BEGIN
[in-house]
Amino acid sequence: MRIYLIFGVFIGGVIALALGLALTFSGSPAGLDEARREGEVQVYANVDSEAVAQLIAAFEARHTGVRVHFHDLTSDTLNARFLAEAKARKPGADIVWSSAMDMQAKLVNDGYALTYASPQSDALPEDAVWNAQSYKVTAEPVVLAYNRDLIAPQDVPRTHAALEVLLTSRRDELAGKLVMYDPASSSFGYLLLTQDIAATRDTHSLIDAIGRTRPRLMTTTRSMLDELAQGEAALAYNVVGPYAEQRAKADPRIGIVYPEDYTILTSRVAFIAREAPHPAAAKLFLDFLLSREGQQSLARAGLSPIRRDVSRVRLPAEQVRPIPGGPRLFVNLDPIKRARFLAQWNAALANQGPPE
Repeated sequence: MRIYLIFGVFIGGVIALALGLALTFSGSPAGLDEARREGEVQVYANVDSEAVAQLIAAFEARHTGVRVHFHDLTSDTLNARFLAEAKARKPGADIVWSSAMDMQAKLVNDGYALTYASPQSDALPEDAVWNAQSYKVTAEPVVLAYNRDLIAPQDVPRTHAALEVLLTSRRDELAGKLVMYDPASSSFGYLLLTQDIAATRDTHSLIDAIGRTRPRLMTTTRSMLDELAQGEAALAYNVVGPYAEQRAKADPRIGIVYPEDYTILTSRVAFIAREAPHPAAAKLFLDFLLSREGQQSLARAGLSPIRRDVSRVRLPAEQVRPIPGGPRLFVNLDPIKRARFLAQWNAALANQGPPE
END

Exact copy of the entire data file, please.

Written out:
[in-house]
Amino acid sequence: MRIYLIFGVFIGGVIALALGLALTFSGSPAGLDEARREGEVQVYANVDSEAVAQLIAAFEARHTGVRVHFHDLTSDTLNARFLAEAKARKPGADIVWSSAMDMQAKLVNDGYALTYASPQSDALPEDAVWNAQSYKVTAEPVVLAYNRDLIAPQDVPRTHAALEVLLTSRRDELAGKLVMYDPASSSFGYLLLTQDIAATRDTHSLIDAIGRTRPRLMTTTRSMLDELAQGEAALAYNVVGPYAEQRAKADPRIGIVYPEDYTILTSRVAFIAREAPHPAAAKLFLDFLLSREGQQSLARAGLSPIRRDVSRVRLPAEQVRPIPGGPRLFVNLDPIKRARFLAQWNAALANQGPPE
Repeated sequence: MRIYLIFGVFIGGVIALALGLALTFSGSPAGLDEARREGEVQVYANVDSEAVAQLIAAFEARHTGVRVHFHDLTSDTLNARFLAEAKARKPGADIVWSSAMDMQAKLVNDGYALTYASPQSDALPEDAVWNAQSYKVTAEPVVLAYNRDLIAPQDVPRTHAALEVLLTSRRDELAGKLVMYDPASSSFGYLLLTQDIAATRDTHSLIDAIGRTRPRLMTTTRSMLDELAQGEAALAYNVVGPYAEQRAKADPRIGIVYPEDYTILTSRVAFIAREAPHPAAAKLFLDFLLSREGQQSLARAGLSPIRRDVSRVRLPAEQVRPIPGGPRLFVNLDPIKRARFLAQWNAALANQGPPE